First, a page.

Carbon – UK manufacturers are facing increasing pressure to become greener, most organisations need to reduce carbon in absolute terms but also in terms of carbon content within the products they sell. Renewable onsite generation is the way forward here with compatible responsible procurement of fuel. At E.ON we have recently made this transition to 100% renewables and are now helping our customers to do this as well. E.ON’s ambition is to be the energy partner of choice within manufacturing so that we can all be engaged in a purpose to create a better, more sustainable world
Digitalisation – UK Manufacturing has an opportunity to make significant progress in digital factories or 4IR. New machinery, robotics and more data increases energy at a time when pressure is high to reduce energy and carbon. We help in two ways, first as above by installing equipment to reduce energy use and produce your own clean lower cost energy. Secondly, through our AI solutions we can help improve productivity which in turn reduces cost and carbon per unit. 4IR, Digital factories and Electric Vehicles increases a factories power use and with a strategy designed by E.ON we are able to consider all short, medium and long term inputs into manufacturers energy and business plans.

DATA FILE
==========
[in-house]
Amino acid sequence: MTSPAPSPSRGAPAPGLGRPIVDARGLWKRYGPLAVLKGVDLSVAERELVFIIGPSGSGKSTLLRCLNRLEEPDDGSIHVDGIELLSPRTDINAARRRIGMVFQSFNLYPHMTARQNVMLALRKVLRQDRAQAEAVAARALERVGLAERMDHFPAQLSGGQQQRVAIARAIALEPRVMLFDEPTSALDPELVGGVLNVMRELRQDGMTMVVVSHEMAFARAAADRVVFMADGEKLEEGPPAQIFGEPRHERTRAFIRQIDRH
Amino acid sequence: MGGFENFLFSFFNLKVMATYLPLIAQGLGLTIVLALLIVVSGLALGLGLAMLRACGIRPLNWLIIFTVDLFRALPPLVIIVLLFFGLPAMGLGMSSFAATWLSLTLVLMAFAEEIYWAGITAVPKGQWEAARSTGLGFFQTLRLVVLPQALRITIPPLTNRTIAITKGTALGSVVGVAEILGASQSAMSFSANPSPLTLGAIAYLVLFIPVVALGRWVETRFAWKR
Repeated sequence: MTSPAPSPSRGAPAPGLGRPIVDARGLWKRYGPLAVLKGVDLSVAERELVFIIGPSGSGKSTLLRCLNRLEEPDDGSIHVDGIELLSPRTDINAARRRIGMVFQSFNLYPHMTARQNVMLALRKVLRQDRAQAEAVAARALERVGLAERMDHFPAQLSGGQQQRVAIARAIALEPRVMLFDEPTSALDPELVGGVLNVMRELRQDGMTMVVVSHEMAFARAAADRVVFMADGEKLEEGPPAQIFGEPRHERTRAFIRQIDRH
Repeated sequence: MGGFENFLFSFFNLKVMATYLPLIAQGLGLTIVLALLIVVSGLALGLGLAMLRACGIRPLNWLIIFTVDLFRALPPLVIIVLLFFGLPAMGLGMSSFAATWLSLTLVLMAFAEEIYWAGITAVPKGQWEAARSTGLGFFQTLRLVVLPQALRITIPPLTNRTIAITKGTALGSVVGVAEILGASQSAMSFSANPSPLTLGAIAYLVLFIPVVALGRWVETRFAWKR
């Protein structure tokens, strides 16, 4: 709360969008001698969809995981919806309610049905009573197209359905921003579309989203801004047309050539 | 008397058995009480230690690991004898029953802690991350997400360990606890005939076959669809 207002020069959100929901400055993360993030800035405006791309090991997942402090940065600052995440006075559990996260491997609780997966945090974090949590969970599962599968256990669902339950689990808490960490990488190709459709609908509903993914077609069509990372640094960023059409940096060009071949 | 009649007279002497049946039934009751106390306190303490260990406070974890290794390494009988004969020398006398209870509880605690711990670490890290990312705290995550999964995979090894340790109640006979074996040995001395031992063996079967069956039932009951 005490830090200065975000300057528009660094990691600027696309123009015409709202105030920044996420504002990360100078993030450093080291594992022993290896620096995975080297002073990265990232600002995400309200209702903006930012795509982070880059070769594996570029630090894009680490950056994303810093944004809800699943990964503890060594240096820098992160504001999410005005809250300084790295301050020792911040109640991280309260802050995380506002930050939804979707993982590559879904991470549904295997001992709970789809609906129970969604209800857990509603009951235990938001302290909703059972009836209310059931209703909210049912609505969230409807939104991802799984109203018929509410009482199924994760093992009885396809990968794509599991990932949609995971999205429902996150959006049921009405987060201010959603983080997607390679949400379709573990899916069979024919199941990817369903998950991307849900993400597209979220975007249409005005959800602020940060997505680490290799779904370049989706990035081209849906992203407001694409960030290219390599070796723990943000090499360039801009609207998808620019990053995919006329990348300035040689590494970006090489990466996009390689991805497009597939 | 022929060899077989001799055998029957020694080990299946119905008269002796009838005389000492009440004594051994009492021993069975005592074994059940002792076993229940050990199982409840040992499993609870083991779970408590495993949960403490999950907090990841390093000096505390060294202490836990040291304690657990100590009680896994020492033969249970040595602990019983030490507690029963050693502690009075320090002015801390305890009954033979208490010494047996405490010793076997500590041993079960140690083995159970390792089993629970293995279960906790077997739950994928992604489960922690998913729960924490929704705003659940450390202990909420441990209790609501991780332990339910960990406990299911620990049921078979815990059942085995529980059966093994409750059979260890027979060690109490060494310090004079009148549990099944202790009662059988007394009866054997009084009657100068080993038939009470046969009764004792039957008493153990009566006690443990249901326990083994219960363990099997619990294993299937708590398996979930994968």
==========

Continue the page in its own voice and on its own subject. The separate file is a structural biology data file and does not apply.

MM: How can E.ON help manufacturers implement an on-site energy efficiency strategy?
AB: With our knowledge and expertise within industrial sectors we work with UK manufacturers to build bespoke energy strategies that work for their business. Profitability, sustainability and security of supply are the three key pillars that underpin our energy efficiency strategies.